I was shopping at Vitamin Cottage this past weekend and noticed a note at the register that stated something to the effect of "our receipts are BPA-free."
My checker told me the company had addressed this concern quite a while ago and that many customers have asked about it regularly — hence the note at the counter.
In related news, I had heard some buzz a few months back about high levels of lead in reusable shopping bags — funny and sad that the domestic and seemingly safe act of grocery shopping has now become dangerous to your health, not just on account of what you decide to place in your cart.
This feature in USA TODAY points to some of the chains that house the worst culprits.
——-ORIGINAL POST, 1:34 p.m., Tuesday, Nov. 9, 2010 ——-
According to this Mother Nature Network post, a study has found that BPA from store receipts "easily passes through the skin, suggesting that cash register receipts containing the estrogen-mimicking chemical may be more worrisome than previously thought."
Here's two more posts on the subject from Fast Company:
This one compares the levels of BPA found on receipts from different stores, including CVS, Safeway, WalMart and even Whole Foods.
And this latest post from Monday highlights how the largest manufacturer of receipt paper stock has added small red fibers to its paper so consumers will know that it is BPA-free.
To balance this crappy news, here's a bit of positive news that, unlike my April Fool's Day feature on a new breast milk store, is actually true.
From the release, here's a little bit of backstory:
The announcement last month from internet health guru, Dr. Joseph Mercola, of his plans to launch his own brand of powdered infant formula onto the US market, has spawned the Eats On Feets GLOBAL breastmilk sharing network. In retaliation against yet another needless and harmful artificial breastmilk substitute to hit the market, mothers on Facebook from around the world have come together to take a stand for infant health. They have now established the world's largest human milk sharing network, an initiative spearheaded by Canadian lactating mother and passionate breastfeeding activist, Emma Kwasnica.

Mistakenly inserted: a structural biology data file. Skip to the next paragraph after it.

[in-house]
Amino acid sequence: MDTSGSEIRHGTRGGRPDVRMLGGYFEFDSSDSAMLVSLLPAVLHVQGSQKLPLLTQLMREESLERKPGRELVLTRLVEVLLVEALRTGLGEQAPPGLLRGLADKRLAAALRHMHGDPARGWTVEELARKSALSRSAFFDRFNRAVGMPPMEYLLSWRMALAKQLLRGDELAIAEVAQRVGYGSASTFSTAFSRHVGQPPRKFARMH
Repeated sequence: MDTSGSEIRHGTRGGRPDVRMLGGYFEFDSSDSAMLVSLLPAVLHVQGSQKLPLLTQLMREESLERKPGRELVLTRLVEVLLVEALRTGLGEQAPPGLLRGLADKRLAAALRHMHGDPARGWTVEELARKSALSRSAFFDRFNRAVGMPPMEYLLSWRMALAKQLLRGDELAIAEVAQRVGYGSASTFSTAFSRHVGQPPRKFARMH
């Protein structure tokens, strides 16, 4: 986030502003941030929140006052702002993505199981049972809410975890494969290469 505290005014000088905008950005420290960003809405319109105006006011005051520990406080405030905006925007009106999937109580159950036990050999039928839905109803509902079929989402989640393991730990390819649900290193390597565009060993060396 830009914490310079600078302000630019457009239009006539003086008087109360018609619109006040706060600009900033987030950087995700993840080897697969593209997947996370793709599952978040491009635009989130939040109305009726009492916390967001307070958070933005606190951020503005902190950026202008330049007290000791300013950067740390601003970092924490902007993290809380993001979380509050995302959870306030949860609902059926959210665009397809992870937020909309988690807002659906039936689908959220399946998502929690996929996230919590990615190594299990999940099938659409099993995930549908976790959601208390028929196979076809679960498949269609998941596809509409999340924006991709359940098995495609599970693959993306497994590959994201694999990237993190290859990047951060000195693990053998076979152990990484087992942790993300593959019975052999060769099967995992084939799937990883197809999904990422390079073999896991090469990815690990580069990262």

The "Eats On Feets" name is the brainchild of Phoenix, AZ midwife, Shell Walker. A mother to young children in the '90s, Walker and her friends had this thought: "Hey, why don't we just become wet-nurses? Instead of 'Meals on Wheels', we can call our business 'Eats On Feets'." Walker took this idea and made it a reality in July, 2010, when she created a Facebook profile page under the same name, and began a free, community-based breastmilk sharing network for mothers in Phoenix. She has since been successful at matching up local women who have an excess, or are in need of, human breastmilk.
Meanwhile, Kwasnica has also been using her personal profile page and her large network of international birth and breastfeeding activists on Facebook, in order to match up human milk donors and recipients around the world. One such story involves a fellow Canadian friend, living in Bandung, Indonesia; the school teacher and single father to a newborn son wondered if he could source human milk for his baby instead of feeding his son a powdered breastmilk substitute. Aware of his situation, Kwasnica put the call out to her vast network via a simple status update on Facebook, and a breastfeeding peer counselor in a neighbouring city in Indonesia responded. A string of lactating women on the ground was assembled to provide human milk locally for the infant boy. Now three months old, this baby has never tasted anything other than human milk.
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